In this essay, we have tried to make the case for extending the demographic range of professional coaching to those who are older than the typical current client and, in particular, to those who are younger. We have focused in particular on young adults who are in graduate school or are working as high potentials in organizational settings. What about those potential clients who are even younger? There are now “learning coaches” in colleges who assist students with their study habits, retention of information, analysis of complex academic themes, and, even more basically learning, how to live away from home (if they are enrolled in a residential college or university).
Can professional coaching extend to an even younger age? Wouldn’t high school students benefit from a “learning coach”? What about training young men and women to be peer coaches in a high school setting? Can coaching be of value when addressing the problems of bullying in junior high schools and high schools? Can coaching be of value in reducing the rate of drop out in many high schools? What would coaching look like with children in elementary school? Two of our colleagues, Jeannine Sandstrom and Lee Smith, had their remarkable leadership training program (Sandstrom and Smith, 2008) revamped for use with students in elementary school—and it works!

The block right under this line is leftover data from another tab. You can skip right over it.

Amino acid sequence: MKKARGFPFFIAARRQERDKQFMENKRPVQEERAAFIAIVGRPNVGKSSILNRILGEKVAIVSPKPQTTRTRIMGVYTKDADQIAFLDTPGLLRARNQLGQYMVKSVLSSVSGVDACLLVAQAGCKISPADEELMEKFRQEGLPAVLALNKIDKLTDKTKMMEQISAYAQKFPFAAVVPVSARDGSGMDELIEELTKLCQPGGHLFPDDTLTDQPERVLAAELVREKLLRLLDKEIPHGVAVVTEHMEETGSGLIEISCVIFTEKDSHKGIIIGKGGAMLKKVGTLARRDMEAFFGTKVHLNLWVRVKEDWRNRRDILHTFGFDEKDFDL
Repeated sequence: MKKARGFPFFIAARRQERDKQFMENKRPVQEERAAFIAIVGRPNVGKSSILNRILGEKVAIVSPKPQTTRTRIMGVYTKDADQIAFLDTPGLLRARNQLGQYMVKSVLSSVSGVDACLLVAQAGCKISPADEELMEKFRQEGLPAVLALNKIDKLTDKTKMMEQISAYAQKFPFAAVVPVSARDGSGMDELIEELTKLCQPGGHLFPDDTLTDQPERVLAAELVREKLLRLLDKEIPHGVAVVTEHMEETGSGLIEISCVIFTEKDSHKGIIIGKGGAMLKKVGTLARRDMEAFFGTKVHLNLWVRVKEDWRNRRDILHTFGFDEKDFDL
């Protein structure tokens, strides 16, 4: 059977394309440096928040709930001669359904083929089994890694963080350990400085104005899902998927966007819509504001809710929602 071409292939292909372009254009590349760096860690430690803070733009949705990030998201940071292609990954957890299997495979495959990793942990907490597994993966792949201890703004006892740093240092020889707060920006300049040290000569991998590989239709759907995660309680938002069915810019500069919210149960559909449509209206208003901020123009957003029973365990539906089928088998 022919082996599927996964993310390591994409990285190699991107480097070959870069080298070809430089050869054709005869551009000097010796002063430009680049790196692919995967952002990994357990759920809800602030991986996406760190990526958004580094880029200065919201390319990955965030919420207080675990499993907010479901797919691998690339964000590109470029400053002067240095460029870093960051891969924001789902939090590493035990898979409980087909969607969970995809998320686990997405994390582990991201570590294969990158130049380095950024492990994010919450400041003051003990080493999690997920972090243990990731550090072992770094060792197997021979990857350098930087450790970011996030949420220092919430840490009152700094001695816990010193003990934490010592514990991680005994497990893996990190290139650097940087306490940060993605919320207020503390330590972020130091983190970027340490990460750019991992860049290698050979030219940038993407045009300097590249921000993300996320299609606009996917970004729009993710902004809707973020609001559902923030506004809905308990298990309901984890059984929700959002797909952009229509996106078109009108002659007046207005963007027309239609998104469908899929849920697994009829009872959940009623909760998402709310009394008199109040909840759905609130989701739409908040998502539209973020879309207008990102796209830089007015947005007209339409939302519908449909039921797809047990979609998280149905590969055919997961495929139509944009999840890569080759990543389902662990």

So the demographic challenge is there. How young can a client be if they are to benefit from professional coaching? What might this coaching look like and what issues might be most effectively addressed through a coaching process? Perhaps, as a colleague of ours in Asia has noted, professional coaching is a bit like having an uncle or aunt (rather than a parent) assist us in addressing the issues we face as leaders. Maybe the older coach serving young people is like having a wise aunt or uncle. Perhaps the youthful peer coach is like a wise (or at least empathetic) brother or sister. Couldn’t we all have used this type of wise and empathetic counsel when we were young!Download Article 1K Club